Fear and a Warrior’s Tale
This story comes from Vernon Turner’s book The Soul Sword. In feudal Japan, a tailor desired to travel to another province. Due to many bandits on the roads, he decided to dress as a samurai warrior for his protection. As soon as he arrived at his destination, he accidentally bumped into a real samurai. Angered, the samurai said, “You have dishonored me. Meet me at the edge of town at noon and we will settle this with swords.” The tailor was frightened since he was no warrior. Later, he came across a Zen Master and explained his predicament and asked for some insight.
“Do you study some discipline?” the monk asked. “I am a tailor,” he said. “How do you approach your work?” the monk questioned. The tailor spoke of how he focused on each task with singleness of mind.
“When you face your samurai today, don’t regard him as he stands before you. Instead, use your tailor’s mind to focus completely as you take off your outer coat and fold it neatly. Then tie up your sleeves to get them out of the way. When you rise, close your eyes and draw your sword straight above your head, concentrating all your energy upon this act. At the first sign of movement from your enemy, bring your sword straight down. If you feel a cool breeze on top of your head, that will be death.”
When the tailor arrived at the scene of the dual, he ignored the onlookers and his opponent. Following the monks instructions, he took off his outer coat with singleness of mind and remained focused throughout each act. Finally, he drew his sword high above his head and closed his eyes. The samurai had been watching with awe. He had never seen a warrior so meticulous about his garment or so unconcerned when facing death. He surmised that he must be in the presence of a great master. The arrogant young samurai bowed and retreated.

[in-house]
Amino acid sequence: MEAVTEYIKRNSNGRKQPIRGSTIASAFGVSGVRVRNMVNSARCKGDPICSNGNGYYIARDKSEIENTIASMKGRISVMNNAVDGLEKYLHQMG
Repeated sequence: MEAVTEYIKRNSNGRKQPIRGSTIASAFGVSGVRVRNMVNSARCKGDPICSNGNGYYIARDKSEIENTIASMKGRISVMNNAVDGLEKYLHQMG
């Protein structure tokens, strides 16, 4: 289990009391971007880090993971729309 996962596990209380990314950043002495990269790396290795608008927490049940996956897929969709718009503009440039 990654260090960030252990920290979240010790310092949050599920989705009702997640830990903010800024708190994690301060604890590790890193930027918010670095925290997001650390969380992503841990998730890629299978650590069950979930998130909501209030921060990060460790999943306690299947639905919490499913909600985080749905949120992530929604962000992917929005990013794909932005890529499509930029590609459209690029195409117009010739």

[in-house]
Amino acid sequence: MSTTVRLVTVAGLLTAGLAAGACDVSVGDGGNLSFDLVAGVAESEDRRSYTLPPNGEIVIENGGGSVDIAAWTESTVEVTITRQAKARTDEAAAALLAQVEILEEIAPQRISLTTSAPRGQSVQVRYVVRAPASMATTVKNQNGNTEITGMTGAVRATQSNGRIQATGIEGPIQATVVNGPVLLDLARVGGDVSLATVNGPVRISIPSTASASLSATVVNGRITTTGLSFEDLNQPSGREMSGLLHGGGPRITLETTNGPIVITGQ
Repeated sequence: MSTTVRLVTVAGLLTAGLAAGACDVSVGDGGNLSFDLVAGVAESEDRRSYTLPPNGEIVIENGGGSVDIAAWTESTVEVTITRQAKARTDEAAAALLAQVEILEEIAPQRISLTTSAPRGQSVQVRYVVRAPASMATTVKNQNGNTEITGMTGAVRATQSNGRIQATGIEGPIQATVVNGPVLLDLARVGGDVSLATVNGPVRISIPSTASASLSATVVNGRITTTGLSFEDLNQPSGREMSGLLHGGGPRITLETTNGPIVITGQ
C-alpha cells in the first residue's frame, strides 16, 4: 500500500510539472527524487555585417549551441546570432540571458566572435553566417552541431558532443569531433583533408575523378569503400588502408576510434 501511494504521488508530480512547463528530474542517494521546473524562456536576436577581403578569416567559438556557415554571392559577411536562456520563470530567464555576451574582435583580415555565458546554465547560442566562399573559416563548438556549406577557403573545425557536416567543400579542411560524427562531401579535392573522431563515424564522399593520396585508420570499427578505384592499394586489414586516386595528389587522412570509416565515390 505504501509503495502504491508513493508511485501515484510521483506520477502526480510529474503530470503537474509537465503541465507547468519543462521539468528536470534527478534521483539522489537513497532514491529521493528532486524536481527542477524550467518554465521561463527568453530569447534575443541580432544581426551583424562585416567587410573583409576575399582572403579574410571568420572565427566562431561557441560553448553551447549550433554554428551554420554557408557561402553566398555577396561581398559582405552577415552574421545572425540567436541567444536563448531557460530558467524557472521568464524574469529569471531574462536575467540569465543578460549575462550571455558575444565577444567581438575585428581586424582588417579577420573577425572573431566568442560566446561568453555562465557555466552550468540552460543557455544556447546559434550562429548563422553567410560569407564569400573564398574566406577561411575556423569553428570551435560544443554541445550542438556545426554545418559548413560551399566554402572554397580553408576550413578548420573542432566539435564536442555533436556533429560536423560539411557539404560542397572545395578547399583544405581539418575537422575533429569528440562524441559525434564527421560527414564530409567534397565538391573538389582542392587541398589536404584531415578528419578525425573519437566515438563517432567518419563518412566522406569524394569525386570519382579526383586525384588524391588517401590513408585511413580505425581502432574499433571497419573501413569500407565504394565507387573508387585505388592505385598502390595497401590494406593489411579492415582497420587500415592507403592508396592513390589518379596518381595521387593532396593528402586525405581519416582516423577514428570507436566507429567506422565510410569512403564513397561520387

The tailor later told the Zen Master what had happened. The monk explained, “He saw no fear of death in you. He couldn’t sense your weakness ... and so his own fear surfaced.”
This is a wonderful story about being present--living in the moment. Through focus and action, the tailor dealt with his fear. When living in fear, we’re consumed with worst case scenarios, and this causes incapacitation or taking measures that aren’t beneficial such as denial of an issue or drinking as a way of coping. As for the samurai, fear created arrogance, a need to control, and to run away. These behaviors may be helpful to cope and survive, but they prevent personal growth. When the tailor trusted and had faith in himself, he accomplished his task. We must have faith in ourselves, but faith can only be proven by taking action and being present.
Copyright © Sho Aoyagi 2013
These articles are meant to be informative and not to be taken as advice. Every person’s situation is different and the articles may not pertain to your speciﬁc situation.
Also, before dealing with any issue with another person or before attempting to look at your own issues, it’s important to consult with an appropriate professional for guidance.